Analysis of inappropriate medication use and drug interaction in older people visiting tertiary care center of eastern Nepal

Bhawesh Koirala, G. P. Rauniar, Sanjib Kumar Sharma


Background: Medication use in older people has been increasing as the incidence of chronic diseases increases worldwide. Use of more medicines may increase the chance of prescribing potentially inappropriate medications (PIMs) and may increases the risk of potential drug-drug interactions (pDDIs). The objective of this study was to assess PIMs and pDDIs to improve the rational use of medications

Methods: In this study data from the older people were obtained from patient visiting medicine, OPD, BPKIHS, Dharan. Demographic and medications information were collected. PIM and pDDIs were evaluated from medication data using the Beer’s criteria for potentially inappropriate medication use in older adults, 2015 and lexicomp application respectively.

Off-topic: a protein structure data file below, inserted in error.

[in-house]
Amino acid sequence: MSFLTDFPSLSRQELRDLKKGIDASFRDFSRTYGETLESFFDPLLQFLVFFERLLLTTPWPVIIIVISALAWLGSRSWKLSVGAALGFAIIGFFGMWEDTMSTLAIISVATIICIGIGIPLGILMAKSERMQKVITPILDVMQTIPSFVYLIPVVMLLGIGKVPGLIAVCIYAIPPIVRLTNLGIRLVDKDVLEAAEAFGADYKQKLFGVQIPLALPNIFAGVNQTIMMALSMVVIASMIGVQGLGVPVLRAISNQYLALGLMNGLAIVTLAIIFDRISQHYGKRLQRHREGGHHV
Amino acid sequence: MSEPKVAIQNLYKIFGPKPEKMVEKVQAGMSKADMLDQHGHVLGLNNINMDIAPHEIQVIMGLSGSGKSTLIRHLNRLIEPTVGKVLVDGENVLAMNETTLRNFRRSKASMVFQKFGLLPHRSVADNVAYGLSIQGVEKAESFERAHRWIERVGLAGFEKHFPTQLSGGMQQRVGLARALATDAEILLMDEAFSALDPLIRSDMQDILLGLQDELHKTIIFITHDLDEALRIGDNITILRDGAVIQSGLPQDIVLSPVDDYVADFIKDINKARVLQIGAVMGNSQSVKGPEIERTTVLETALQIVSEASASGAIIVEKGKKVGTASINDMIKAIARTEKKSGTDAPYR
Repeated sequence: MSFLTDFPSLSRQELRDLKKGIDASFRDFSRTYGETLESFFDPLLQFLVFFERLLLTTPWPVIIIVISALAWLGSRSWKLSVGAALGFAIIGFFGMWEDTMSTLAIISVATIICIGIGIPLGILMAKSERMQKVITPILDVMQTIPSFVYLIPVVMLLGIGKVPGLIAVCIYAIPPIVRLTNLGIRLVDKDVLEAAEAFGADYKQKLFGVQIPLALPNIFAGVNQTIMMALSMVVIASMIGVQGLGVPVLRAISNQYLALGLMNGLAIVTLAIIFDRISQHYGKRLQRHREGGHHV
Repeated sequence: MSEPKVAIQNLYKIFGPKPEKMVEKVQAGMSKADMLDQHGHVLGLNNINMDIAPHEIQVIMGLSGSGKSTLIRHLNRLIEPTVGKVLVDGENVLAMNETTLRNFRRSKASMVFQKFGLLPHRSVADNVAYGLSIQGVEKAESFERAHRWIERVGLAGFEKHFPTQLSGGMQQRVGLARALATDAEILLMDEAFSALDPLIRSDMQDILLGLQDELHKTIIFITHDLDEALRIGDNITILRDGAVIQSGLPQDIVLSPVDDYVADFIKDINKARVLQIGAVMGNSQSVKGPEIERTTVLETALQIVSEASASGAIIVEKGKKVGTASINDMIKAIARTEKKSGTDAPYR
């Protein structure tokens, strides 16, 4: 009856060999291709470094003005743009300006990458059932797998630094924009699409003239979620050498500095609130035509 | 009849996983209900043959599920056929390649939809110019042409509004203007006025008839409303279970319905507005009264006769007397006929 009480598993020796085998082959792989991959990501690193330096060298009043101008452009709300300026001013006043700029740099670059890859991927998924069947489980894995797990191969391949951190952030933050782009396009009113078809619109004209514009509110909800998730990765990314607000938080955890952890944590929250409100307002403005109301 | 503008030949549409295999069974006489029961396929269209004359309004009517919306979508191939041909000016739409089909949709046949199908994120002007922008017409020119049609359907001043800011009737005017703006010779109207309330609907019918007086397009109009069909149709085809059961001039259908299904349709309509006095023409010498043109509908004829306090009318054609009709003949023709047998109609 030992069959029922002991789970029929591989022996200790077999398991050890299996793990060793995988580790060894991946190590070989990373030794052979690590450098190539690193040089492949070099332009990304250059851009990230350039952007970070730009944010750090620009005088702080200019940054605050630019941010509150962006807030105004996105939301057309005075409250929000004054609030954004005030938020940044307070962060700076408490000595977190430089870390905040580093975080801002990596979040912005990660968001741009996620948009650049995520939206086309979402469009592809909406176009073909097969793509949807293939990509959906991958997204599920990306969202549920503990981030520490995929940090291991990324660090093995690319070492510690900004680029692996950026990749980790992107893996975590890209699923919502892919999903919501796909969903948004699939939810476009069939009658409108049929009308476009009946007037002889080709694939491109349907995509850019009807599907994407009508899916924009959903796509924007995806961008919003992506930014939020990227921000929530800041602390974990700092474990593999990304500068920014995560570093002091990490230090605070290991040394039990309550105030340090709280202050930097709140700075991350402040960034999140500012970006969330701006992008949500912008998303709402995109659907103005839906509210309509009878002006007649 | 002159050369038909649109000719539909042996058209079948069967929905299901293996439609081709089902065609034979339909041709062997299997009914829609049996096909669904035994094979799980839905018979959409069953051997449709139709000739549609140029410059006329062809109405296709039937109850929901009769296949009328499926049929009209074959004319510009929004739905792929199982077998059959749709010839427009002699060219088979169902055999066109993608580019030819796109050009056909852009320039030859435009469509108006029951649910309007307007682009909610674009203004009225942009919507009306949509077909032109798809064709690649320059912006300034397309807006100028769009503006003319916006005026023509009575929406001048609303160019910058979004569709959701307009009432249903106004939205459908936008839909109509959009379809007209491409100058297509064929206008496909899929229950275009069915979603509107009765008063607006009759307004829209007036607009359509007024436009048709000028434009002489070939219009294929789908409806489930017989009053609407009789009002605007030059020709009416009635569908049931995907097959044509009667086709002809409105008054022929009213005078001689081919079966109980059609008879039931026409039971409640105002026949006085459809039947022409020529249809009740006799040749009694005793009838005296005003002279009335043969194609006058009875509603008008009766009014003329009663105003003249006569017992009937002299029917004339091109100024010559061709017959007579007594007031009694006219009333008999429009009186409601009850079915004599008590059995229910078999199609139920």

Results: Among 550 patients 50.9% patients were male. Common diagnosis was systemic hypertension 335 (64.5%) followed by type 2 diabetes mellitus 276 (50.18%). The most commonly prescribed drug was metformin (215) followed by amlodipine (205), atorvastatin (176), losartan (158), glimepiride (113) and aspirin (100). One or more fixed drug combination was present in 295 prescriptions. One or more PIM were present in 29 (5.3%) prescriptions. Commonly prescribed PIM was prazosin (11) followed by nitrofurantoin (5). There were total of 753 cases of pDDIs, with 116 (15.40%) cases of risk categories X and D.

Conclusions: Our findings demonstrated PIM use were relatively less. However, pDDIs were common in older people suggesting that optimal medication use and further similar studies in larger scale are necessary in this population.


PIM, pDDI, Older people

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